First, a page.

If you get into trouble, you’ll find Trello offers plenty of help and support. It has hundreds of articles in its knowledgebase, as well as a community page full of questions and answers from other users. If you need to ask for help, you can do so there or contact Trello’s support directly via the form provided.
Round Three Thoughts
Like the price round, this is a tough one to call because Wrike and Trello offer such different things. Trello is easier to use, but the comparison seems unfair when Wrike does so much more.
We have to hand this round to Trello, though. Wrike is a complex tool that has a learning curve. Trello doesn’t, and it’s hard to look past that here. It keeps things simple and is the kind of tool you can trust anyone to use without needing too much technical support.
That makes it one each going into the final round. Trello is holding its own and things couldn’t be closer.
If you value ease of use, but don’t want to compromise on power, have a look at our favorite project management tool in our monday.com review.
Security & Privacy
Now that we’ve gone through the easy stuff, we’re digging deeper and looking at security and privacy. We want to see a strong selection of user options, as well as certifications and solid technology used to deliver the services. Wrike scored well in our review, but let’s see if Trello can unsettle it and win the contest.
Both platforms do plenty to protect your online security. Which is the best remains to be seen, though. Let’s get started.
Wrike has a strong set of features and user options to help protect you from cybercrime. That said, many of them only become available on its Enterprise plan.
Two-factor authentication is offered at that level. You also get SAML 2.0 single sign-on, user controls and access permissions, custom password policies and audit reports.
Under the hood, Wrike is just as strong with TLS v1.2 used to encrypt data in-transit and AES 256-bit for data storage. If you’re not sure what those are, read our description of encryption article.
It complies with the EU-U.S. Privacy Shield, as well as the General Data Protection Regulation. It also has ISO and SOC certifications.
As in most areas, Wrike has plenty to offer, but it varies between plans. That means you can pay for the more advanced features if you need them, but you need to take a close look at what is available at each level.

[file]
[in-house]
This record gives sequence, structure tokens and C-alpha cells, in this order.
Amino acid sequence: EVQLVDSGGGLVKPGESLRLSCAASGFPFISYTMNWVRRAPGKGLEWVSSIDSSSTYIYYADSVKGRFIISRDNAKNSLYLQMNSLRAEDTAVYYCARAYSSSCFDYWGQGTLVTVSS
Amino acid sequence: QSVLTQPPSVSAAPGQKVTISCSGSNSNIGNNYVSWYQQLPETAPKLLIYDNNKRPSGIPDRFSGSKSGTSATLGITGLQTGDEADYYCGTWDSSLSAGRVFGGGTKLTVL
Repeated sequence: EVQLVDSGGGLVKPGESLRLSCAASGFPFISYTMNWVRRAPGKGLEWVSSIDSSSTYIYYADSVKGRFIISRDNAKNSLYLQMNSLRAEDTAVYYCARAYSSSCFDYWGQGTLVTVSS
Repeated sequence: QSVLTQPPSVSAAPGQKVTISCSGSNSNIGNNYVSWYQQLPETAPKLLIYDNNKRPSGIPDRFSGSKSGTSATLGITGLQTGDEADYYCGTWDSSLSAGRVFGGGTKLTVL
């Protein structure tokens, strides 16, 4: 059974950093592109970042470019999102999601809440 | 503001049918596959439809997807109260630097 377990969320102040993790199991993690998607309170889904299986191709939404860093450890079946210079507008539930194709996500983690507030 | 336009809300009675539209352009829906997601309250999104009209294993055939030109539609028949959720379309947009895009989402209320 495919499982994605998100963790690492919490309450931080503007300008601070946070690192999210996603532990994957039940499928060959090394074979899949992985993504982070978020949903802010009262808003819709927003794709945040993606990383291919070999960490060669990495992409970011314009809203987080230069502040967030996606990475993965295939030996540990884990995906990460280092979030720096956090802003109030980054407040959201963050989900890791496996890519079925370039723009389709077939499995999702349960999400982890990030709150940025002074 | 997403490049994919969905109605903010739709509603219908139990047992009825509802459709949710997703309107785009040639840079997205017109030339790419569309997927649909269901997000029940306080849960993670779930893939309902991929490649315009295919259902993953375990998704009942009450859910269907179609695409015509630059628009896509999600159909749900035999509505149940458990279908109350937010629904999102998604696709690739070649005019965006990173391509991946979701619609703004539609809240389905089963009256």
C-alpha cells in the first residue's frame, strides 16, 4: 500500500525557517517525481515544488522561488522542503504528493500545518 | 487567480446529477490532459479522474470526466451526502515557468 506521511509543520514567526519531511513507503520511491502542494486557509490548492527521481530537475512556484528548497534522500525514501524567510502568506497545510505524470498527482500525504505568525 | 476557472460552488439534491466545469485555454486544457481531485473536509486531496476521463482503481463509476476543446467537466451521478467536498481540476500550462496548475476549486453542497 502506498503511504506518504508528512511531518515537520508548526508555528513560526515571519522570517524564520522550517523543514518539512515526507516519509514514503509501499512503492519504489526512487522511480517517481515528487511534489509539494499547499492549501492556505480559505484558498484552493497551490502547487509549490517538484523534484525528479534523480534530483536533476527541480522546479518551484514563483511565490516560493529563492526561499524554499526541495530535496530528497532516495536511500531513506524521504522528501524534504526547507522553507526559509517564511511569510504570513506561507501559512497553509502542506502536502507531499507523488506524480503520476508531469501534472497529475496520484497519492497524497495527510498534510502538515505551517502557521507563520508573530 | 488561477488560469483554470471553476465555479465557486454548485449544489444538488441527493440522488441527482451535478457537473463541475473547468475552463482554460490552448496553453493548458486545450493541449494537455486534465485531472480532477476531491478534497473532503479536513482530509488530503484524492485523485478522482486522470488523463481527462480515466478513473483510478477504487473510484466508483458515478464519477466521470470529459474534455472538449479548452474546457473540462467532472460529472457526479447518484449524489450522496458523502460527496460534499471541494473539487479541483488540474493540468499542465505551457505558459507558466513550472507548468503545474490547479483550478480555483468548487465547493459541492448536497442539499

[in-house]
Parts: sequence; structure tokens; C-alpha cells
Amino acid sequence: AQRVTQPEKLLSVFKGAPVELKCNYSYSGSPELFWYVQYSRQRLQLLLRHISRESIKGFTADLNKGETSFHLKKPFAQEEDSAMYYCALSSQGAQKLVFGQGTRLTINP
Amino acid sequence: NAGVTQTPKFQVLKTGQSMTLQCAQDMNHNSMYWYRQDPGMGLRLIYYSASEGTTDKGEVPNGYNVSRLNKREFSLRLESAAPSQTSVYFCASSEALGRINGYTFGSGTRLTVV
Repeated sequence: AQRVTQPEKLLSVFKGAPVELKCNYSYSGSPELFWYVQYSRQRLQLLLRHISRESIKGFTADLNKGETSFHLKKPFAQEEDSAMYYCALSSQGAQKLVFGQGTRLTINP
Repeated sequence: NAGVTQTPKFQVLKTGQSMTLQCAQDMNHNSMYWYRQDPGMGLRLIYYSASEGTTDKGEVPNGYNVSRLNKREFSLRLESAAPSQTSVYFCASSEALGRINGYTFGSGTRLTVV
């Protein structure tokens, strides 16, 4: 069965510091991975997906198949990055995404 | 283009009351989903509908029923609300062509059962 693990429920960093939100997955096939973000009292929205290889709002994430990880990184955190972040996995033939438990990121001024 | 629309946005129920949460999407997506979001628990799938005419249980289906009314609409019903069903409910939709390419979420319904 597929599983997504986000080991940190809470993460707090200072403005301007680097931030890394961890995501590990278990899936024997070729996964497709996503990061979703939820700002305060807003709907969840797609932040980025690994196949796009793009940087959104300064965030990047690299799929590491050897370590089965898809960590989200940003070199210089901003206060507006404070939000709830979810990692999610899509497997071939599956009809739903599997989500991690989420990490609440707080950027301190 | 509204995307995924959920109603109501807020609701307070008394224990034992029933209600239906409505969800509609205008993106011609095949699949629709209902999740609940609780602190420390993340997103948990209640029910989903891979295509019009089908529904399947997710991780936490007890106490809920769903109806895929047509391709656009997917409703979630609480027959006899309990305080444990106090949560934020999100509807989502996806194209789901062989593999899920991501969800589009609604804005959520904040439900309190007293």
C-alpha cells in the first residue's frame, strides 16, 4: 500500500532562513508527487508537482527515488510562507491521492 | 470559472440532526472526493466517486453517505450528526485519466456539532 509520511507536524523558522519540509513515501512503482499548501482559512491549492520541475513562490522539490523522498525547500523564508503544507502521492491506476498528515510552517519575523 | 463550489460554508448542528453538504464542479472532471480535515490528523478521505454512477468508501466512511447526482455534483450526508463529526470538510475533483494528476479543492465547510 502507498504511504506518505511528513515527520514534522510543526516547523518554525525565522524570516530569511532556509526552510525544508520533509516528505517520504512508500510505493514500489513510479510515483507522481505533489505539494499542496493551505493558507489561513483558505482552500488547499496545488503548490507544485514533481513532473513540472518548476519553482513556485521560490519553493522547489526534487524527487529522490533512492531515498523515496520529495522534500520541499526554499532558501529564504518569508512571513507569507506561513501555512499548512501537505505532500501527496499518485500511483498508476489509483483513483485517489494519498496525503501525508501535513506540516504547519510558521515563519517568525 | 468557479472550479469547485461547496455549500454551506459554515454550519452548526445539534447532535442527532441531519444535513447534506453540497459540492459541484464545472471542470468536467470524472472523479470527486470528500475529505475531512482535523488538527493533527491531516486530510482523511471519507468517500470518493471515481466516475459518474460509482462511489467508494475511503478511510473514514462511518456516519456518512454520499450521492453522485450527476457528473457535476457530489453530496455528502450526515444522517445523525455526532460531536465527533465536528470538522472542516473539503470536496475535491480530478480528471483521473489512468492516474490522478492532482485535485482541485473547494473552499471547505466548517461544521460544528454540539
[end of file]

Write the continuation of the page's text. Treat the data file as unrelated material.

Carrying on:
Trello gives you two-factor authentication as standard, even on its free plan. More features are on its paid plans, such as Google single sign-on, domain-restricted invites and permissions-related settings.
If you’re concerned someone has stolen your login information, you can view a list of sessions from Trello’s settings page. You can also download a file that contains the information Trello stores about you. Our how to protect your privacy article has ways to make sure you don’t leak more information than you intend.
Trello is SOC 2-certified and complies with the EU-U.S. and Swiss-U.S. privacy shields. It uses Amazon Web Services as a backbone, with TLS and AES 128-bit encryption for data in transit. Attachments are encrypted with AES 256-bit.
It has a rolling backup system and promises to restore access to your data quickly in the event of an outage. If you want to handle backup yourself, our best online backup services article has plenty of useful information.
Round Four Thoughts
We thought this round would be an easy one for Wrike, but on closer examination Trello offers more than we expected. Two-factor authentication is nice to have on its free offering, for example, even though Wrike offers the feature if you pay for it. Read our what is two-factor authentication article to learn more about it.
The stronger selection of options for users to control the way they use the service makes Wrike the better choice overall, though. It also has stronger encryption and useful auditing features for keeping an eye on what your team is up to.
Wrike takes the final round because it’s such a good choice for the security-conscious. Trello didn’t let itself down, though.
If you’re looking for alternatives that are also strong in security and privacy, take a look at our Smartsheet review.
With two rounds to Wrike and one to Trello, Wrike takes the win, right at the end of the contest. It was close, though, with Trello putting up a good fight. Wrike has better features and stronger security, which gets the win over Trello’s more user-friendly approach.
Both tools have their uses, with Wrike’s broad feature set being well-suited for advanced project management and teams that want to make a long-term investment in a tool. It can help with things such as time tracking and workflow improvement.
Trello is better for those who need a simple way to plan and assign tasks, as well as give everyone an overview of what the team is doing. It lets you see when things are ready, as well as keep track of what’s left to do.
Wrike and Trello have free plans, as well as trials of their paid features, so if you want to try them, there’s nothing stopping you from taking them for a spin to see what they offer.
If you’ve used either tool, we’re keen to hear what you thought. Let us know if you have anything to add to our assessment of how they compare. Thanks for reading.